Purchase this article with an account.
Ching-Fan Chu, Chien-Chung Chen, Yei-Yu Yeh; Object identification in spatially filtered scene background. Journal of Vision 2010;10(7):1269. https://doi.org/10.1167/10.7.1269.
Download citation file:
© ARVO (1962-2015); The Authors (2016-present)
We investigated the role of low-passed scene information on object identification in a previous study. We showed that, with short presentation, identification of a low-passed object embedded in a low-passed scene was not better than that of object alone (Chu et al., 2009, VSS). However, this might be due to lateral masking from the scene that has the same spatial frequency spectrum as the object. If so, identification of an object should be improved when the power spectrum of the spatially filtered object is different from that of the spatially filtered scene. In the present experiments, the objects and the scenes were processed by different filters.In Experiment 1, photos of 20 target objects were presented on 20 natural scenes. The objects were either low-passed or high-passed with a 2 cpd cut-off frequency. The scene backgrounds were either low-passed or high-passed with six possible cut-off frequencies (0.4, 0.7, 1.4, 2.8, 4, and 5.6 cpd), resulting into a 2 x 2 design. The viewing duration was 36 ms. The task of the observers was to name the target object. We found that identification of high-passed objects on low-passed scenes was better than the other three target-scene combinations. To investigate the critical role of low-passed scene information, spatial filtering was applied to natural scenes or to phase-scrambled scenes while objects were not filtered. The low-passed scrambled background produced a greater masking effect than the low-passed scene background. Our results suggest that the low spatial frequency information in scene background benefits the processing of high-spatial frequency components of objects through the reduction of lateral masking in the frequency domain.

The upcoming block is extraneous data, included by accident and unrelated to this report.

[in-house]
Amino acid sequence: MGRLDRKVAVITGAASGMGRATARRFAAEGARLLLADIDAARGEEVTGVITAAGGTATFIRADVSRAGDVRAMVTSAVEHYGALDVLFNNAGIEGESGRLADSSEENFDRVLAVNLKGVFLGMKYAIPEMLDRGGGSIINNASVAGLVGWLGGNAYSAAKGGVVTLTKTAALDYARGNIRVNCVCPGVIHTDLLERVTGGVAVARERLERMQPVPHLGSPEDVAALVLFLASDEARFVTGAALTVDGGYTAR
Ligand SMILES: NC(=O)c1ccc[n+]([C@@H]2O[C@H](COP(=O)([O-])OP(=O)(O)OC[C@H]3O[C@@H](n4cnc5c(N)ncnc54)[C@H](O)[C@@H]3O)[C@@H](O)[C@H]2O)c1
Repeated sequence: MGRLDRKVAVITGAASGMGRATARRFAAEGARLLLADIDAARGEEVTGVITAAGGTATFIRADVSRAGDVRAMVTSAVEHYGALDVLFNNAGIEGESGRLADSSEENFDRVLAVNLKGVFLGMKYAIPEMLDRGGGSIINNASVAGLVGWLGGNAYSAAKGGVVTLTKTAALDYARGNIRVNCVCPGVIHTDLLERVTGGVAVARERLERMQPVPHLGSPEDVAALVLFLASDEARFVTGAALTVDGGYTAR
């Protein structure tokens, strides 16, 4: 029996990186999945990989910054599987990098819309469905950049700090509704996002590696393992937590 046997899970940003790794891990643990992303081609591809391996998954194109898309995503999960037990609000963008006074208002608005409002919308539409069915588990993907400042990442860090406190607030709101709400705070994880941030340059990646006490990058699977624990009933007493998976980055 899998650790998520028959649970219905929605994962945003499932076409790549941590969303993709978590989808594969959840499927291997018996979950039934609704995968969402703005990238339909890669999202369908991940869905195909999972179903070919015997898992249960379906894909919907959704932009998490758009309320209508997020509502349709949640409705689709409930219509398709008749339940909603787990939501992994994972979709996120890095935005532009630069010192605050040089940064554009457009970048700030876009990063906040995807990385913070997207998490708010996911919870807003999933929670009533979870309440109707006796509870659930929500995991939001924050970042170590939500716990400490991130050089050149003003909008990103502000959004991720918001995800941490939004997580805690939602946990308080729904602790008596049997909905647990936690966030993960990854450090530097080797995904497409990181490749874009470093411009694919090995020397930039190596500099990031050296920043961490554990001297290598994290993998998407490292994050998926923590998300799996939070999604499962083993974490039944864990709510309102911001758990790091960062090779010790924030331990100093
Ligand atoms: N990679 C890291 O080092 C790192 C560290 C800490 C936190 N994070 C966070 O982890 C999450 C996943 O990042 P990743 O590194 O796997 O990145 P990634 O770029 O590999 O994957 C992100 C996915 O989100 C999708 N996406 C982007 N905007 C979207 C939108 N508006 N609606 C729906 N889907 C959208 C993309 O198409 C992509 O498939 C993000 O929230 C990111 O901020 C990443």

This PDF is available to Subscribers Only